Republican Gov. Rick Snyder announced his support Wednesday to build a new bridge across the Detroit River from Michigan to Windsor, Ontario.
Throughout the gubernatorial campaign and before the State of the State address, he had declined to endorse or reject the proposal.
Snyder said he secured a "unique agreement" from the Federal Highway Administration during a visit to Washington last week that will allow the state to count $550 million that Canada has offered for the project toward Michigan's federal match for road funds. He added that Michigan will not take on any debt for the project.
The Detroit International River Crossing project has long been opposed by the private owners of the nearby Ambassador Bridge, who have donated heavily to lawmakers in the past to block the new bridge.
Snyder asked lawmakers to approve the DRIC project, which stalled in the Republican-led Senate last year.
"This project isn't just a Detroit issue. Every farmer and manufacturer in our state can tell you why it's important to have world trade. This new bridge will create jobs, strengthen our economy and help establish Michigan as a hub for global commerce. So let's work together so this opportunity does not slip away," Snyder said.
Democrats quickly embraced Snyder's revival of the Detroit bridge deal and said they would provide votes to make it happen. It appears to have some Republican support, but other members of the GOP said they will await more details of the revamped proposal before deciding. Some question whether traffic volume supports another bridge.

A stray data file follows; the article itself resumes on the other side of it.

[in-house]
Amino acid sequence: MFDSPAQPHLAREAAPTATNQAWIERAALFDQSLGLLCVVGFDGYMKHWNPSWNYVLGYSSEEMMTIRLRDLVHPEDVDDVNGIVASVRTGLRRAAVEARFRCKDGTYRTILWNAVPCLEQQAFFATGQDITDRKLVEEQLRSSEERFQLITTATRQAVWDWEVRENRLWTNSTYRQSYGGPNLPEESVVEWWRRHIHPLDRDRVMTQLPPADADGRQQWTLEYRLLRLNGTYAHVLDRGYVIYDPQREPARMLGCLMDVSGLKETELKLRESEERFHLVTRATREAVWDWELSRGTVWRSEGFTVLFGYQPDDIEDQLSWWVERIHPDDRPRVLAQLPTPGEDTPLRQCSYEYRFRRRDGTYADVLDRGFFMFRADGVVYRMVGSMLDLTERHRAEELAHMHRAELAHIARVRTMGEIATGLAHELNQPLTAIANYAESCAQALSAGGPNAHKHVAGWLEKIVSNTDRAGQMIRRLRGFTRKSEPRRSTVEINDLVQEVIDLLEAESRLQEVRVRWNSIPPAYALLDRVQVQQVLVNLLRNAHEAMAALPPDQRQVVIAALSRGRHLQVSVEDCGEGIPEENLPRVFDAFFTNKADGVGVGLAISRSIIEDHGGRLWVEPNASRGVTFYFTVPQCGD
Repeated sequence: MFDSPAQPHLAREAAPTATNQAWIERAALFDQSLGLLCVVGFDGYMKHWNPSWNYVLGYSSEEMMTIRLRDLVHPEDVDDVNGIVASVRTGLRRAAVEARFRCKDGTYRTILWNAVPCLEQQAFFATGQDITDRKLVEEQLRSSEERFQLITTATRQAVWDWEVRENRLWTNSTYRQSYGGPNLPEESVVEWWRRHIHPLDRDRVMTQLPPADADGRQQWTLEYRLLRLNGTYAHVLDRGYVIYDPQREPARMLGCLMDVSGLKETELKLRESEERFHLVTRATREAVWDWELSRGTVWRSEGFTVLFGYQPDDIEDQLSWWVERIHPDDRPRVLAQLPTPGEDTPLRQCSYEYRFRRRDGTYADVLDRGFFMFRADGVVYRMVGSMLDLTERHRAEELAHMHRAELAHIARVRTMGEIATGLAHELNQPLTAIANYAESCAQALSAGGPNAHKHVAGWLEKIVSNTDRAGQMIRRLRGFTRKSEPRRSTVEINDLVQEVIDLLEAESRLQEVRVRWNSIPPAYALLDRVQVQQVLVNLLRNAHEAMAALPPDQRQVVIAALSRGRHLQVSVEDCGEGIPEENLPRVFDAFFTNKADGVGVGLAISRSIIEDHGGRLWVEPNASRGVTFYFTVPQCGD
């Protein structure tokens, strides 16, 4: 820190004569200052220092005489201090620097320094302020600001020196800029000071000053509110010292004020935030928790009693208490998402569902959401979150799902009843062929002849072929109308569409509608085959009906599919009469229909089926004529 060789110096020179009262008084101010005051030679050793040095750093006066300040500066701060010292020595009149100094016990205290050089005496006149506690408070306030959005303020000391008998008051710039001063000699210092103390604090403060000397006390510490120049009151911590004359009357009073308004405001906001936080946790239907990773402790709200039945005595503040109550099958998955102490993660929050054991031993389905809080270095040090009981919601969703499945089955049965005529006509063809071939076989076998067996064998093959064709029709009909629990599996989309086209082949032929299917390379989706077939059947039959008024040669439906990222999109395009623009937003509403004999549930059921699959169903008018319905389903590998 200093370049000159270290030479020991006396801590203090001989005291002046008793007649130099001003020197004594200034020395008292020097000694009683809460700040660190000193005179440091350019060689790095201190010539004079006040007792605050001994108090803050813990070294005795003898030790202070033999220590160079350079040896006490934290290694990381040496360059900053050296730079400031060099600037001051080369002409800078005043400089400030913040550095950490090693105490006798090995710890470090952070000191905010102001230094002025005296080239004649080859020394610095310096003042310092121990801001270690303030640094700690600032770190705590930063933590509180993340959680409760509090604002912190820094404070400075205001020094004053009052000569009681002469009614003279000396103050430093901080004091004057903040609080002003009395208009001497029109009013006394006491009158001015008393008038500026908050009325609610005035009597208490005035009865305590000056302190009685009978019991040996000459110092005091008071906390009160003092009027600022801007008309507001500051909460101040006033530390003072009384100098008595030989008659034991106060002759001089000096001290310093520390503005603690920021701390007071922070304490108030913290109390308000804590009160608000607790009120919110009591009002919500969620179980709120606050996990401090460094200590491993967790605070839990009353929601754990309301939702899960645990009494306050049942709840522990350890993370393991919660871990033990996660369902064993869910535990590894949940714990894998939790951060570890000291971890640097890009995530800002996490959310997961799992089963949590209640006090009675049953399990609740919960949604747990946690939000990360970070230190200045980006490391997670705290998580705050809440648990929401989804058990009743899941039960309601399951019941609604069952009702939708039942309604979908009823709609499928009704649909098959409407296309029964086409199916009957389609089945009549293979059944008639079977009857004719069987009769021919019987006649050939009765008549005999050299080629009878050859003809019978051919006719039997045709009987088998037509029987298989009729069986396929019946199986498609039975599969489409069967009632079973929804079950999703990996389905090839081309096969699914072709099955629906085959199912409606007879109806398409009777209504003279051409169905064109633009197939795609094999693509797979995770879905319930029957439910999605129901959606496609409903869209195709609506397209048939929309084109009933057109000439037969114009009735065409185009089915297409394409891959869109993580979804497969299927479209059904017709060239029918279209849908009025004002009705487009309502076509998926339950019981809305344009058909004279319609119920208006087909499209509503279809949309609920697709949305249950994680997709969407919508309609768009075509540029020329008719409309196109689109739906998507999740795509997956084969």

A message was left with an Ambassador Bridge company spokesman seeking comment.
The Ambassador Bridge is owned by Detroit-area billionaire Manuel "Matty" Moroun, who has been battling government entities in the United States and Canada for several years while seeking to build a second span across the Detroit River.
The U.S. Transportation Department, Michigan Department of Transportation, Transport Canada and the Ontario government are part of the Detroit River International Crossing project that calls for a new bridge further south along the river. That bridge would be funded by public and private dollars.
A coalition of business, labor and community leaders backing the DRIC project issued a statement applauding Snyder for his support.
"Construction of the DRIC will bring up to 10,000 jobs and further establish Detroit as an international trade hub. We can't afford further delays or political posturing on a project so critical to our economic future," Detroit Mayor Dave Bing said.
Canadian minister of transport Chuck Strahl called Snyder's support for the crossing a "welcome step."
"Canada is Michigan's largest export destination, as well as its closest trade partner. The new bridge will increase border-crossing capacity and enhance trade at the busiest commercial land border crossing in North America," he said.